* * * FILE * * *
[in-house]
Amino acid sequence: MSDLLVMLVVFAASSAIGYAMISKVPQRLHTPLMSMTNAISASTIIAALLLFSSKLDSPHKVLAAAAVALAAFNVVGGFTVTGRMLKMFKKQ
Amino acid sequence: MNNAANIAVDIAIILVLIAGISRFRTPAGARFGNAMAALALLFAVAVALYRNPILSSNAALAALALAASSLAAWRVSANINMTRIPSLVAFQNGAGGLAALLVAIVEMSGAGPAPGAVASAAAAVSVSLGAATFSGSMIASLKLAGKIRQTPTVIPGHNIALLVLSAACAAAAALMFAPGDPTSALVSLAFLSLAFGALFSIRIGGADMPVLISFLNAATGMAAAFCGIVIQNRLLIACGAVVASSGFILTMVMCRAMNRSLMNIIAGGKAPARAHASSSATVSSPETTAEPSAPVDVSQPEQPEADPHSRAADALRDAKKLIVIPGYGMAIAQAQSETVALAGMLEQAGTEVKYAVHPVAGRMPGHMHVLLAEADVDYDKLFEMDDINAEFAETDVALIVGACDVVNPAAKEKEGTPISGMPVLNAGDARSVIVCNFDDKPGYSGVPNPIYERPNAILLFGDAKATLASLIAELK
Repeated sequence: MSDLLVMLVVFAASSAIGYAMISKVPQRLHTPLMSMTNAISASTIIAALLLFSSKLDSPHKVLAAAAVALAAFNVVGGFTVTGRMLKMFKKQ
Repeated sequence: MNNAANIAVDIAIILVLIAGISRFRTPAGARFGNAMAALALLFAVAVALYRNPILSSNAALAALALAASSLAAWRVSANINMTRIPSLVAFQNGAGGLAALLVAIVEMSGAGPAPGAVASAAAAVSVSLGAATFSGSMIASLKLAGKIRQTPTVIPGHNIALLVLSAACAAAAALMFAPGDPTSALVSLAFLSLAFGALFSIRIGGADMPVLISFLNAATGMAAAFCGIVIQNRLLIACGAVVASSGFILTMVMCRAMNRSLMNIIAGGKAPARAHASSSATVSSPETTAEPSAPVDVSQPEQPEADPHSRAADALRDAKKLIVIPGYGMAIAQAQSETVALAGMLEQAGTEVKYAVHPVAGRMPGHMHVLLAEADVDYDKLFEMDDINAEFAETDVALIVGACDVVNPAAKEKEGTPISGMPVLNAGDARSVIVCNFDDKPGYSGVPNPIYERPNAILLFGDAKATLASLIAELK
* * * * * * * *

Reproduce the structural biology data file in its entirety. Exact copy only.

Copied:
[in-house]
Amino acid sequence: MSDLLVMLVVFAASSAIGYAMISKVPQRLHTPLMSMTNAISASTIIAALLLFSSKLDSPHKVLAAAAVALAAFNVVGGFTVTGRMLKMFKKQ
Amino acid sequence: MNNAANIAVDIAIILVLIAGISRFRTPAGARFGNAMAALALLFAVAVALYRNPILSSNAALAALALAASSLAAWRVSANINMTRIPSLVAFQNGAGGLAALLVAIVEMSGAGPAPGAVASAAAAVSVSLGAATFSGSMIASLKLAGKIRQTPTVIPGHNIALLVLSAACAAAAALMFAPGDPTSALVSLAFLSLAFGALFSIRIGGADMPVLISFLNAATGMAAAFCGIVIQNRLLIACGAVVASSGFILTMVMCRAMNRSLMNIIAGGKAPARAHASSSATVSSPETTAEPSAPVDVSQPEQPEADPHSRAADALRDAKKLIVIPGYGMAIAQAQSETVALAGMLEQAGTEVKYAVHPVAGRMPGHMHVLLAEADVDYDKLFEMDDINAEFAETDVALIVGACDVVNPAAKEKEGTPISGMPVLNAGDARSVIVCNFDDKPGYSGVPNPIYERPNAILLFGDAKATLASLIAELK
Repeated sequence: MSDLLVMLVVFAASSAIGYAMISKVPQRLHTPLMSMTNAISASTIIAALLLFSSKLDSPHKVLAAAAVALAAFNVVGGFTVTGRMLKMFKKQ
Repeated sequence: MNNAANIAVDIAIILVLIAGISRFRTPAGARFGNAMAALALLFAVAVALYRNPILSSNAALAALALAASSLAAWRVSANINMTRIPSLVAFQNGAGGLAALLVAIVEMSGAGPAPGAVASAAAAVSVSLGAATFSGSMIASLKLAGKIRQTPTVIPGHNIALLVLSAACAAAAALMFAPGDPTSALVSLAFLSLAFGALFSIRIGGADMPVLISFLNAATGMAAAFCGIVIQNRLLIACGAVVASSGFILTMVMCRAMNRSLMNIIAGGKAPARAHASSSATVSSPETTAEPSAPVDVSQPEQPEADPHSRAADALRDAKKLIVIPGYGMAIAQAQSETVALAGMLEQAGTEVKYAVHPVAGRMPGHMHVLLAEADVDYDKLFEMDDINAEFAETDVALIVGACDVVNPAAKEKEGTPISGMPVLNAGDARSVIVCNFDDKPGYSGVPNPIYERPNAILLFGDAKATLASLIAELK